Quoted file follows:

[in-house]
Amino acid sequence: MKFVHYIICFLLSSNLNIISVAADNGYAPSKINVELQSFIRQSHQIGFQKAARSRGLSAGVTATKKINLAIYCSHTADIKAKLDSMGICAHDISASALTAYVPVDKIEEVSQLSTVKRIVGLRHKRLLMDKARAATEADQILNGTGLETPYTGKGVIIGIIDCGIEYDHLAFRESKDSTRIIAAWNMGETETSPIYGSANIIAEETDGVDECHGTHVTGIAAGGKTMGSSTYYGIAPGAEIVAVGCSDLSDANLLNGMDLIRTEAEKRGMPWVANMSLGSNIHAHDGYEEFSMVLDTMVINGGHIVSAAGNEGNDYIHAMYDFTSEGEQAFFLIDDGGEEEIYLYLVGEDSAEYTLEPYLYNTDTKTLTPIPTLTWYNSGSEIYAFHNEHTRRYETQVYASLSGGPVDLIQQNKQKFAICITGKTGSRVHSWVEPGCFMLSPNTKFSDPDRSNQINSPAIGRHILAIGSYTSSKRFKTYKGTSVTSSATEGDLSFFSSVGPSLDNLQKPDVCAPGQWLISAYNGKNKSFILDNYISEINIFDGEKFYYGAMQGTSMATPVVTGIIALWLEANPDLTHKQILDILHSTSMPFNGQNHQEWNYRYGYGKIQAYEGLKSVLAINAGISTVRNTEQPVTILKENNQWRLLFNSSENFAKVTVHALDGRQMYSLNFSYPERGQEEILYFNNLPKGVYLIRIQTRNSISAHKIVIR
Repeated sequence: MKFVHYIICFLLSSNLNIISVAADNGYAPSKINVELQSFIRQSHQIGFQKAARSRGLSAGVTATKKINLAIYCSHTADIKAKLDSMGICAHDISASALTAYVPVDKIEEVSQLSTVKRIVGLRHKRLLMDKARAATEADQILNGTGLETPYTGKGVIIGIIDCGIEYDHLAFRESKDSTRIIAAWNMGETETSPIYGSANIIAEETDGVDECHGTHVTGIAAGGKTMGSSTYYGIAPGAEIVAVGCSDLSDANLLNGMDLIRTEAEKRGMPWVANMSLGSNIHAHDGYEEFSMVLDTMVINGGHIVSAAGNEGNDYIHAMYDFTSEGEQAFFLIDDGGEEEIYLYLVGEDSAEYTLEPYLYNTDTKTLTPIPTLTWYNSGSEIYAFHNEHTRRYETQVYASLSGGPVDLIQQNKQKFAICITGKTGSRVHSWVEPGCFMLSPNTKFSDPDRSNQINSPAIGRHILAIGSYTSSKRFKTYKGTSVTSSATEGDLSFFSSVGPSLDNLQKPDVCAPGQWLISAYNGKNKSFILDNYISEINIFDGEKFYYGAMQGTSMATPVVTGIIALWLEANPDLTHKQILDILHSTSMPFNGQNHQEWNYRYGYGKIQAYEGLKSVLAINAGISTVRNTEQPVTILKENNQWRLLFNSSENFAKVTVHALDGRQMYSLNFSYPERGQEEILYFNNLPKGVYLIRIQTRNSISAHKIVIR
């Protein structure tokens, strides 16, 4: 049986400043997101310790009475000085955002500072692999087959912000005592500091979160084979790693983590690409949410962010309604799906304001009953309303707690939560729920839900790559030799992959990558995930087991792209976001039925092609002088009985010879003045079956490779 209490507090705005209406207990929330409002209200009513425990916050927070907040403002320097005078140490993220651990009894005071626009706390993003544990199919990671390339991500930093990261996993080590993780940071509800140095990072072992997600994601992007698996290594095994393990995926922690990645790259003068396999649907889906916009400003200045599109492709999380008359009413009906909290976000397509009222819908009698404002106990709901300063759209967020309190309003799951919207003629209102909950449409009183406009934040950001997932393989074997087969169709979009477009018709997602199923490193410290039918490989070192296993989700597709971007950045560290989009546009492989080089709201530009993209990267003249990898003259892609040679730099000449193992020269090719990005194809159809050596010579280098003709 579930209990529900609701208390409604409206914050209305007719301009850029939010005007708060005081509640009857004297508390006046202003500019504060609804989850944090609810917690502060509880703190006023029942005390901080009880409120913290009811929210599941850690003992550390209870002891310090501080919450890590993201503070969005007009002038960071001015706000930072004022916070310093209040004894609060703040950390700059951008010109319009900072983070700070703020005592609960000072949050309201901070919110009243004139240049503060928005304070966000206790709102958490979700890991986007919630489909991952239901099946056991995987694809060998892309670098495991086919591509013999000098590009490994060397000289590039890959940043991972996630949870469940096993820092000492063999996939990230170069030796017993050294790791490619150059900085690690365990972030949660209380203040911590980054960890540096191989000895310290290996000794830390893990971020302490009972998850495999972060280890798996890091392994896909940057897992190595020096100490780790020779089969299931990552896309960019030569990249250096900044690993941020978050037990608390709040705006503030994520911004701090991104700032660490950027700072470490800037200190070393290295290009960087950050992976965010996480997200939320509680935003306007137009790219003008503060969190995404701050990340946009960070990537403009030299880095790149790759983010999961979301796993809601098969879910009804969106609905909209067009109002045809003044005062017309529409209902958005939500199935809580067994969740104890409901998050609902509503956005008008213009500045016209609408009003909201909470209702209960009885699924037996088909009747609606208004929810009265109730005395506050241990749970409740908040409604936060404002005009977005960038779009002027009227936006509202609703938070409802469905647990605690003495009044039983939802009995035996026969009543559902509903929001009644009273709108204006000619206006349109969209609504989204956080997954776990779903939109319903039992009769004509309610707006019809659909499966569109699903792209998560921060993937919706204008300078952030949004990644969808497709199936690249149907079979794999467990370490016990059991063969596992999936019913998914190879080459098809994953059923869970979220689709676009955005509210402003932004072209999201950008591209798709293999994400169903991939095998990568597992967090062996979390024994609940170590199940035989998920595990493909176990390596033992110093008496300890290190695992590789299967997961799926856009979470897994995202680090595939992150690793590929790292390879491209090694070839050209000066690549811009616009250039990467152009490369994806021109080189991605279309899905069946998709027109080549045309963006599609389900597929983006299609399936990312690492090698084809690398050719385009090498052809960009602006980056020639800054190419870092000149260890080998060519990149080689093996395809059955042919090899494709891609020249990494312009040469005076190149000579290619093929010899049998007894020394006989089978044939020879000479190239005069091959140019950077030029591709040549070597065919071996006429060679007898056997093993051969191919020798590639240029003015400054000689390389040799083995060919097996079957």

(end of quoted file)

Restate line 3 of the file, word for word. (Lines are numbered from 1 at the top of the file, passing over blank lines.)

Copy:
Repeated sequence: MKFVHYIICFLLSSNLNIISVAADNGYAPSKINVELQSFIRQSHQIGFQKAARSRGLSAGVTATKKINLAIYCSHTADIKAKLDSMGICAHDISASALTAYVPVDKIEEVSQLSTVKRIVGLRHKRLLMDKARAATEADQILNGTGLETPYTGKGVIIGIIDCGIEYDHLAFRESKDSTRIIAAWNMGETETSPIYGSANIIAEETDGVDECHGTHVTGIAAGGKTMGSSTYYGIAPGAEIVAVGCSDLSDANLLNGMDLIRTEAEKRGMPWVANMSLGSNIHAHDGYEEFSMVLDTMVINGGHIVSAAGNEGNDYIHAMYDFTSEGEQAFFLIDDGGEEEIYLYLVGEDSAEYTLEPYLYNTDTKTLTPIPTLTWYNSGSEIYAFHNEHTRRYETQVYASLSGGPVDLIQQNKQKFAICITGKTGSRVHSWVEPGCFMLSPNTKFSDPDRSNQINSPAIGRHILAIGSYTSSKRFKTYKGTSVTSSATEGDLSFFSSVGPSLDNLQKPDVCAPGQWLISAYNGKNKSFILDNYISEINIFDGEKFYYGAMQGTSMATPVVTGIIALWLEANPDLTHKQILDILHSTSMPFNGQNHQEWNYRYGYGKIQAYEGLKSVLAINAGISTVRNTEQPVTILKENNQWRLLFNSSENFAKVTVHALDGRQMYSLNFSYPERGQEEILYFNNLPKGVYLIRIQTRNSISAHKIVIR